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newsclips -- Newsclips for April 9, 2012 Posted: 09 Apr 2012 11:32:19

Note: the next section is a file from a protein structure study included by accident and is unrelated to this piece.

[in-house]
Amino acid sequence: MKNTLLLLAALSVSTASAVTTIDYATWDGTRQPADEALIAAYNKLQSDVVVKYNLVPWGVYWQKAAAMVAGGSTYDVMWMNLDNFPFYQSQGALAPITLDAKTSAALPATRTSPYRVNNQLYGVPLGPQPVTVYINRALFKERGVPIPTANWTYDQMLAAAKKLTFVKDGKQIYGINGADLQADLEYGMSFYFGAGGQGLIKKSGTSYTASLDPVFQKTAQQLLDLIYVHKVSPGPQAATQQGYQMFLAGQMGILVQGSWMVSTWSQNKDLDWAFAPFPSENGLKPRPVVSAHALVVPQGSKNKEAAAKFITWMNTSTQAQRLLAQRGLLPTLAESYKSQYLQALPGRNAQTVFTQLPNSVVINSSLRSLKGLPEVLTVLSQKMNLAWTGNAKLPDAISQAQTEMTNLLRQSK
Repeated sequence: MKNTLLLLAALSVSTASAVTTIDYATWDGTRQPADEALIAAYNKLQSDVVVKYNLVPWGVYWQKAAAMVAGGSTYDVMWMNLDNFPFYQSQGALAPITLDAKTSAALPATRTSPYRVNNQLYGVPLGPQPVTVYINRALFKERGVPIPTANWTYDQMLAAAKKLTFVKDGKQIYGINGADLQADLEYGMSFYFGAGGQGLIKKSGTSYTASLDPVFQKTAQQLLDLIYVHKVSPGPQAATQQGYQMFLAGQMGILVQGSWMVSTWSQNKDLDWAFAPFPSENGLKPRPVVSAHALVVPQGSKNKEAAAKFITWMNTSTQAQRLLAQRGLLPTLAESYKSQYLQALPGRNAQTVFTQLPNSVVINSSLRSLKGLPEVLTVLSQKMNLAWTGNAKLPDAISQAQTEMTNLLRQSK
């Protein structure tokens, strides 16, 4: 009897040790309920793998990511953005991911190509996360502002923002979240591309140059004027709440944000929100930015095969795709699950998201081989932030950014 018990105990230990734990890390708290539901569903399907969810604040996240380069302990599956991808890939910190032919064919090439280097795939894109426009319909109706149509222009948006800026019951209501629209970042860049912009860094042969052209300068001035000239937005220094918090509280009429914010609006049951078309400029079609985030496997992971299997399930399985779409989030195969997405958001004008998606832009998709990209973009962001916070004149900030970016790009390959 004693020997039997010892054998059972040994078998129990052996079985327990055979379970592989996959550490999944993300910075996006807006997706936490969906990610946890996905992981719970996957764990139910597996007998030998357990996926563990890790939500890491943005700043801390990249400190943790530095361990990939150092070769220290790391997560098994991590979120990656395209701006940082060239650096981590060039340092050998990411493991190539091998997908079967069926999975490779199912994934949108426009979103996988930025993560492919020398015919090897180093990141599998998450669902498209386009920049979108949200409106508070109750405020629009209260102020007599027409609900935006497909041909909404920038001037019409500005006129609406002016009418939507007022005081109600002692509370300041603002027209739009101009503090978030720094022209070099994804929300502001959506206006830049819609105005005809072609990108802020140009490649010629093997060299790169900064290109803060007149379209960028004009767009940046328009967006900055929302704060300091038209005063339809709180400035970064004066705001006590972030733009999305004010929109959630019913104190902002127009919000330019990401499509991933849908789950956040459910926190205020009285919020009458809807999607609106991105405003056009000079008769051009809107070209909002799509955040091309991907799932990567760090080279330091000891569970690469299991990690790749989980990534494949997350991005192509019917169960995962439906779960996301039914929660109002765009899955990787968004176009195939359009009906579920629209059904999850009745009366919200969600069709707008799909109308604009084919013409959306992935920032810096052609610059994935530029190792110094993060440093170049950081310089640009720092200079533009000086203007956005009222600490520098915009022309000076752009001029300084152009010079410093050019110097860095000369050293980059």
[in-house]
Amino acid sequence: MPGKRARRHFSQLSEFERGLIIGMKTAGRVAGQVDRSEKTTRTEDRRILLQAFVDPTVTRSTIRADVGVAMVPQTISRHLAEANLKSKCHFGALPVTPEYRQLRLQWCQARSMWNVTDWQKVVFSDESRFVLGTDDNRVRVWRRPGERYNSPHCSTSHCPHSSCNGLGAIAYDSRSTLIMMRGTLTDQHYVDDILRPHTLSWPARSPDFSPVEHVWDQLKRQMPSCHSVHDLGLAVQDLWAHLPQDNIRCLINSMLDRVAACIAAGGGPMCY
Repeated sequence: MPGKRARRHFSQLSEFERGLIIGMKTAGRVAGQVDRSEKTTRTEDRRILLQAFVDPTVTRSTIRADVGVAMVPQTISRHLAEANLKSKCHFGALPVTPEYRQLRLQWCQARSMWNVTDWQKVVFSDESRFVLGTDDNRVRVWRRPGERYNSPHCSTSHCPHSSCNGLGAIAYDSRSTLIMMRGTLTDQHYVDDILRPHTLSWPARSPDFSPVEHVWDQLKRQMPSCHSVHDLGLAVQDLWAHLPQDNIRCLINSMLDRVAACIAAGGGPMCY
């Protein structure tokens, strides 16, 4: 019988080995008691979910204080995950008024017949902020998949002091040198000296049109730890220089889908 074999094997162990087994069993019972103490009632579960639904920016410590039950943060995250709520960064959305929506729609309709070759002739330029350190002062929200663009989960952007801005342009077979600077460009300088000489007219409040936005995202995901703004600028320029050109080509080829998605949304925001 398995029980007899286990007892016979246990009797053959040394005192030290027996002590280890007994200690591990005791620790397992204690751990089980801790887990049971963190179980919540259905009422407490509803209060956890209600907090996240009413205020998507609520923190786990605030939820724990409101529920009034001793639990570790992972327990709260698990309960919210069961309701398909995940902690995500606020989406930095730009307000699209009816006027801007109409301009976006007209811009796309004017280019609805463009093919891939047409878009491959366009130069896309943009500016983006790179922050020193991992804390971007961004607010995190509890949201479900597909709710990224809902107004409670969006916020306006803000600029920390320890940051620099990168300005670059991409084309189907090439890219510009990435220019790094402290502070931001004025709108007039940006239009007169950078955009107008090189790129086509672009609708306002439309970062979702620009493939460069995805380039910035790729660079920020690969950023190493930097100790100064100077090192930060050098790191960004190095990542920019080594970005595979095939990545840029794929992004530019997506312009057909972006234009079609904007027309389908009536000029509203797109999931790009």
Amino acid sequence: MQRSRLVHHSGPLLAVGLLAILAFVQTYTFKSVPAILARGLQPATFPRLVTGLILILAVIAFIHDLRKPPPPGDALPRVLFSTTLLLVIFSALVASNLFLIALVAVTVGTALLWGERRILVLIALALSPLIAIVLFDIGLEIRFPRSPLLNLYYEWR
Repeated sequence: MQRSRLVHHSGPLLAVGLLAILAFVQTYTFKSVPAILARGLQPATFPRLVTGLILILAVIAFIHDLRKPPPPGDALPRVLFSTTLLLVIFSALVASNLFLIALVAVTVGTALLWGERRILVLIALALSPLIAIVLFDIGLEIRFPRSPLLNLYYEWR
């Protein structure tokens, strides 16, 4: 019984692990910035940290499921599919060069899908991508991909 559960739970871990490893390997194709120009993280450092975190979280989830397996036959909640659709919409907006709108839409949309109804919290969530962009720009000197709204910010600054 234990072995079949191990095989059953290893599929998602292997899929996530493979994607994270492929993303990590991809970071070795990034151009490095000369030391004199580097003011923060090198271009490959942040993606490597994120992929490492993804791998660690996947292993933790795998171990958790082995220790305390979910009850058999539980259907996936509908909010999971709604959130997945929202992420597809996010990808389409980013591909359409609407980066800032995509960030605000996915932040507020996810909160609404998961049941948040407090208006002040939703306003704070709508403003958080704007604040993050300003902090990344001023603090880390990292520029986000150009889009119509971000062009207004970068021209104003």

ARB News Clips for April 9, 2012. This is a service of the California Air Resources Board’s Office of Communications. You may need to sign in or register with individual websites to view some of the following news articles. AIR POLLUTION Field to families: Tehama County neighbors worry about chemical drift. Pesticide drift from a commercial strawberry field in the Bend area has a group of residents actively concerned about how the chemicals used will affect their health. When Sam Sleezer, 37, and his father-in-law Manuel Silveira, 65, installed new scientific devices to measure air quality on their neighboring properties in the Bend area, they hoped that they would find their concerns were unwarranted. I'm not against farming, Silveira said. However, results came back that levels of a toxic chemical found were far above safe levels beyond the time frame that it was supposed to be in the air. Posted. http://www.redbluffdailynews.com/news/ci_20347244/field-families-tehama-county-neighbors-worry-about-chemical Houseplants can help clean the air in your home. Indoor air can be hazardous to your health. But you can breathe easier with the help of your green friends: houseplants. Common houseplants such as philodendron, peace lily, corn plant, Gerbera daisy, spider plant, golden pothos, English ivy, Marginata and others can pull chemicals from the air and break them down through their leaves, roots and soil. Posted. http://www.nctimes.com/lifestyles/home-and-garden/houseplants-can-help-clean-the-air-in-your-home/article_4afe8513-64e1-552d-bf8f-f1b37fd2b9fa.html CLIMATE CHANGE California Climate Change Study: Golden State Most Likely To Survive Global Warming. As if we needed another reason to love California, the Golden State has been named most likely to survive the tolls of climate change. A recent study done by the Natural Resources and Defense Council highlights the best and worst states equipped with plans to combat water shortage and other problems expected to occur from globally increasing temperatures due to climate change. One of only nine, California was given top awards for an integrated and comprehensive preparedness plan that addresses all relevant water sectors and state agencies. Posted. http://www.huffingtonpost.com/2012/04/08/california-climate-change-study_n_1409312.html Windfall of cash could hit state treasury from global warming program. For the past 10 years, California has struggled with huge budget deficits and wrenching cuts. Suddenly, however, the state is poised to raise billions from an unusual new source: the proceeds from its landmark global warming law. The windfall could come as soon as this fall, when state officials are set to begin auctioning off pollution credits to oil refineries, power plants and other major polluters as part of a new "cap-and-trade" system. The amounts are potentially enormous: from $1 billion to $3 billion a year in 2012 and 2013, jumping to as high as $14 billion a year by 2015, according to the nonpartisan state Legislative Analyst's Office. By comparison, the state's current budget deficit is $9 billion. Posted. http://www.contracostatimes.com/ci_20348097/windfall-cash-could-hit-state-treasury-from-global?IADID=Search-www.contracostatimes.com-www.contracostatimes.com http://www.insidebayarea.com/ci_20348097/windfall-cash-could-hit-state-treasury-from-global?IADID=Search-www.insidebayarea.com-www.insidebayarea.com It's already been a very record-breaking hot year. It's been so warm in the United States this year, especially in March, that national records weren't just broken, they were deep-fried. Temperatures in the lower 48 states were 8.6 degrees above normal for March and 6 degrees higher than average for the first three months of the year, according to calculations by the National Oceanic and Atmospheric Administration. That far exceeds the old records. Posted. http://www.modbee.com/2012/04/09/2149830/its-already-been-a-very-record.html SUBSCRIPTION ONLY Berkeley researchers tackle California’s carbon footprint. A newly launched UC Berkeley-powered state program aims to shrink California’s bulging carbon footprint at the grassroots level by helping individuals make better energy-related choices in the home, on the road and at the store. Sponsored by the California Air Resources Board, the Cool California Challenge, which kicked off April 1, brings together 10 cities in a yearlong community-based competition to cut carbon emissions — with the winner crowned California’s Coolest City. “Most Californians believe that climate change is a problem and that we should take action to reduce our carbon impact,” says Christopher Jones, head researcher at Cool Climate Network, an applied-research consortium at Berkeley’s Renewable and Appropriate Energy Lab, or RAEL. Posted. http://newscenter.berkeley.edu/2012/04/06/cool-california-challenge-launches/ FUELS Shale gas exploration raises hope, fear in Poland. A slender shale gas rig rising from the midst of plowed fields and farm houses in Poland has inspired both hope for a local community's prosperity and fears it will ruin bucolic and peaceful village life. The rig in the central Polish village of Szymkowo belongs to Canadian-based Talisman Energy Inc., one among some two dozen international companies across Poland exploring thousands of meters (yards) underground for hidden deposits of natural gas hailed as a vast new source of fuel. Posted. http://www.google.com/hostednews/ap/article/ALeqM5hgsYXl3ctpY9u4vE4a49sf29Uikg?docId=56afeef34cf34fe5937962a92782a830 AP Newsbreak: http://www.fresnobee.com/2012/04/09/2793124/shale-gas-exploration-raises-hope.html#storylink=misearch http://www.sacbee.com/2012/04/09/4400183/shale-gas-exploration-raises-hope.html#storylink=misearch http://www.vcstar.com/news/2012/apr/09/shale-gas-exploration-raises-hope-fear-in-poland/ http://www.nctimes.com/news/world/shale-gas-exploration-raises-hope-fear-in-poland/article_82cdf222-d18d-54d7-b1c6-419dc35d3ca3.html http://www.modbee.com/2012/04/09/2149880/shale-gas-exploration-raises-hope.html Biofuel firms face uncertainty over future government help. As one of the Bay Area's hottest biofuel businesses, Solazyme exemplifies to many everything that is right -- or wrong -- with the federal government's efforts to wean the nation off foreign oil. The South San Francisco firm has deals with the likes of Chevron and Honeywell. Its algae-based fuel was used in October for an unprecedented commercial airline flight. And in December it won a piece of a $12 million contract to supply biofuel for the Navy. But critics contend the fuel costs the Navy too much, arguing that the contract amounts to at least three times what the military typically pays. And despite the subsidies Solazyme and other biofuel companies have received from the federal government, they argue, the nation appears nowhere close to meeting a congressional mandate to produce 36 billion gallons of biofuel by 2022. Posted. http://www.mercurynews.com/business/ci_20342896/biofuel-firms-face-uncertainty-over-future-government-help?IADID=Search-www.mercurynews.com-www.mercurynews.com OPINION SHANNON GROVE: California legislature should keep an open mind on climate change policy. A few weeks ago I had the great privilege of hosting the Honorable Christopher Monckton, one of the world's leading man-made climate change skeptics, at a legislative hearing at the state Capitol as well as at community events in Sacramento and Bakersfield. Monckton is a former advisor to British Prime Minister Margaret Thatcher and was among the first to advise her about the issue of global warming caused by fossil-fuel related emissions. While Thatcher was originally outspoken in warning of the dangers of global warming, she eventually saw the flaws in climate change research and orthodoxy and came to question its main scientific assumptions due in part to Monckton's influence. Posted. http://www.bakersfieldcalifornian.com/politics/local/x1322082433/SHANNON-GROVE-California-legislature-should-keep-an-open-mind-on-climate-change-policy SKELTON: First, find the bucks for bullet train. The bullet train boondoggle is looking more like a bullet bull's-eye. But one big question lingers: Where are the bucks? And even if the state can find the bucks, should it spend them on building a high-speed rail line, a cool choo-choo? Especially when higher education in California is such a train wreck? Education — kindergarten through college — should be our No. 1 priority, for both moral and economic reasons. Producing an educated, skilled workforce for the increasingly competitive global economy is even more important than creating temporary track-laying jobs. Posted. http://www.pressdemocrat.com/article/20120408/WIRE/120409655 Contra Costa Times Your Turn: Hydrogen highway is a long way from reality. Your March 26 front-page story, "Hydrogen highway gets back on track" suggests that the only impediment to a brave new world of hydrogen-powered vehicles is a lack of refueling stations. To the contrary, the problem is in the production of hydrogen. There are basically two ways to produce hydrogen. One is a process called steam reforming of natural gas in which steam reacts with natural gas (methane) at an elevated temperature to produce hydrogen and carbon dioxide. The other is by electrolysis of water. Only the second method of production will accomplish the California Air Resources Board's goal of reducing or eliminating carbon emissions. Posted. http://www.contracostatimes.com/news/ci_20343492/contra-costa-times-your-turn-hydrogen-highway-is Thomas Elias: California consumers stiffed. There was applause from environmentalists when Gov. Jerry Brown and the state Public Utilities Commission late last month accepted a $120 million settlement from NRG Energy Inc. for the part it and the bankrupt former electric generator Dynegy Inc. played in the power crisis that afflicted California 11 years ago. To be paid over four years, that settlement will see NRG spend 80 percent of the money on a network of electric car charging stations along major highways and in the state's biggest cities. Only 20 percent will go to consumers in the form of very small rate reductions. Posted. http://www.appeal-democrat.com/articles/dynegy-115190-energy-electric.html BLOGS A Fresh Look at How Humans Are Loading Climate ‘Dice’. James E. Hansen, the longtime climate scientist who has turned increasingly to activism in recent years, has updated his analysis of how the buildup of human-generated greenhouse gases is loading the climate “dice” so that hotter extremes are ever more likely. I talked with him in 2008 about his use of this apt metaphor. Here’s the video of our chat, followed by the abstract of his latest draft paper, “Public Perception of Climate Change and the New Climate Dice”. Posted. http://dotearth.blogs.nytimes.com/2012/04/08/a-fresh-look-at-how-humans-are-loading-climate-dice/?scp=2&sq=climate%20change&st=cse What happens to America’s coal if we don’t burn it? Coal is slowly receding as America’s top power source. Thanks to a flurry of new air-pollution rules and cheap natural gas, the Energy Information Administration (EIA) projects that U.S. coal consumption will fall this year to its lowest level since 1996. But if the United States isn’t going to use its own coal, what’s going to happen to the stuff? Since coal-burning is a major contributor to global warming, this is a crucial question. One possibility is that the United States will simply export coal abroad, for other countries to consume. There are signs this is starting to happen: Gregor McDonald flags a chart from the EIA, noting that U.S. coal exports soared last year to their highest levels in two decades…Posted. http://www.washingtonpost.com/blogs/ezra-klein/post/what-happens-to-us-coal-if-we-dont-burn-it/2012/04/09/gIQAEuxw5S_blog.html